On 1 March 2017, s7C of the Income Tax Act, No 58 of 1962 (Act) came into effect. One of the reasons for introducing this provision was to prevent taxpayers from avoiding estate duty, by selling assets to a trust on loan account, which loan account they would then extinguish by making use of their annual donations tax exemption of R100,000. Section 7C addresses this avoidance, by providing, amongst other things, that the trust must pay interest on such loan, advance or credit, but only where the trust and the natural person are connected persons, such as where the natural person is a beneficiary of the trust. Where the trust does not pay interest on the loan to the natural person or pays interest at a rate below the official rate of interest, as defined, a deemed donation would arise in the hands of the natural person. We discussed the provisions of s7C in our Tax and Exchange Control Alert of 10 February 2017 (Trusts – the new position).
In the 2017 Budget, National Treasury (Treasury) noted that in response to s7C, some taxpayers attempted to circumvent this anti-avoidance measure by making low-interest or interest-free loans to companies owned by a trust and that s7C might be extended to also apply to such avoidance schemes.
In the Draft Taxation Laws Amendment Bill, 2017 and the Explanatory Memorandum on the Draft Taxation Laws Amendment Bill, 2017, Treasury has indicated exactly how it intends to address these avoidance schemes.
The 2017 Memorandum - reasons for change
The 2017 Memorandum again highlights the anti-avoidance that arises where the loan, advance or credit is made by a person to a company owned by the trust, instead of to the trust. As s7C only applies to trusts, it would not be necessary for the company to pay interest on such loans or credit advanced to it by the lender. The 2017 Memorandum further notes that the companies receiving these loans, benefit from this low or no interest funding and tax can only be collected at a much later stage when the company makes distributions to the trust (First Scheme).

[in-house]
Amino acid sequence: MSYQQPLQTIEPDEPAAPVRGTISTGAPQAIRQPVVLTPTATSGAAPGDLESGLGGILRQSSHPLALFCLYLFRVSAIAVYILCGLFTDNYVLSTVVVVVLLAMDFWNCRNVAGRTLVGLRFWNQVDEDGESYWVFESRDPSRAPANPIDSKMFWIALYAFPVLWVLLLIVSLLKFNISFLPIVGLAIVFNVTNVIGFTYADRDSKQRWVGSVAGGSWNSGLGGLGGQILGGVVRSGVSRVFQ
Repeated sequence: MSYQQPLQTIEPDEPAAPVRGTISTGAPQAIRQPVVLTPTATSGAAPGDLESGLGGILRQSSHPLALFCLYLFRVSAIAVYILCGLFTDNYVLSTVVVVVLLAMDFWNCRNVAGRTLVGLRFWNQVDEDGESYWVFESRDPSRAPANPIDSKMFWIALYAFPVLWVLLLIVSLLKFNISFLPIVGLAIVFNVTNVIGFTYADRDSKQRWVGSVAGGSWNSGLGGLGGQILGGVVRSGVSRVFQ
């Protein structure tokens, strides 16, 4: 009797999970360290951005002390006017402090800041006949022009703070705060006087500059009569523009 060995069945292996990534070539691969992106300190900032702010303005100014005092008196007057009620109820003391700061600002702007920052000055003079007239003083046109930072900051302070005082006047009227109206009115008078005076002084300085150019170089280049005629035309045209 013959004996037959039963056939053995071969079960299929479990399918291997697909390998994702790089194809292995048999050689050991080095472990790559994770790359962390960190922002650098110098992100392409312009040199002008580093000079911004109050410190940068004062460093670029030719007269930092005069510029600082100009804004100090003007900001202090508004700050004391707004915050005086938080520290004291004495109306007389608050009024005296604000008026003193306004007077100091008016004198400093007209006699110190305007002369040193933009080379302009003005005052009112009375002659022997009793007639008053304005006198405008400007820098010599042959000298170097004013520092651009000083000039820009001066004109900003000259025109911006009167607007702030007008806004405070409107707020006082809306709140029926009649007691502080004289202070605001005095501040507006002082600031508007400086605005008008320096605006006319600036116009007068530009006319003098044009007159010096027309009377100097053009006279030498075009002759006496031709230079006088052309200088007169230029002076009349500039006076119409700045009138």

Another avoidance scheme that is highlighted in the 2017 Memorandum, is one where taxpayers enter into an arrangement where the loan claim of the natural person who made the loan, advance or credit to the trust (or the natural person at whose insistence a company made a loan to a trust) is transferred to another natural person. The natural person to whom the loan claim is transferred is usually a current beneficiary of the trust or a future beneficiary of the trust to which the loan, advance or credit is made, such as a child or a spouse. By subsequently transferring the loan claim, taxpayers argue that this breaks the link between the natural person who advanced the loan and the loan. The natural person to whom the loan claim is transferred does not account for the deemed ongoing and annual donation as that natural person did not advance the loan to the trust (Second Scheme).
Proposal – the bad news
In order to curb the avoidance that arises from the First Scheme, it is proposed that the application of s7C be extended so that it also applies to interest free or low interest loans, advances or credit that are made by a natural person or a company (at the instance of a natural person) to a company that is a connected person in relation to a trust.
Furthermore, the 2017 Memorandum states that to address the avoidance that arises from the Second Scheme, the person who acquires the loan claim from the person who made the original loan to the trust, will be deemed to have advanced the amount of that claim as a loan on the date that person acquired that claim. In other words, the trust would have to pay interest on the loan to the person who acquired that loan and to the extent that it pays interest on the loan at a rate lower than the official rate of interest, as defined, a donation will arise in the hands of such person.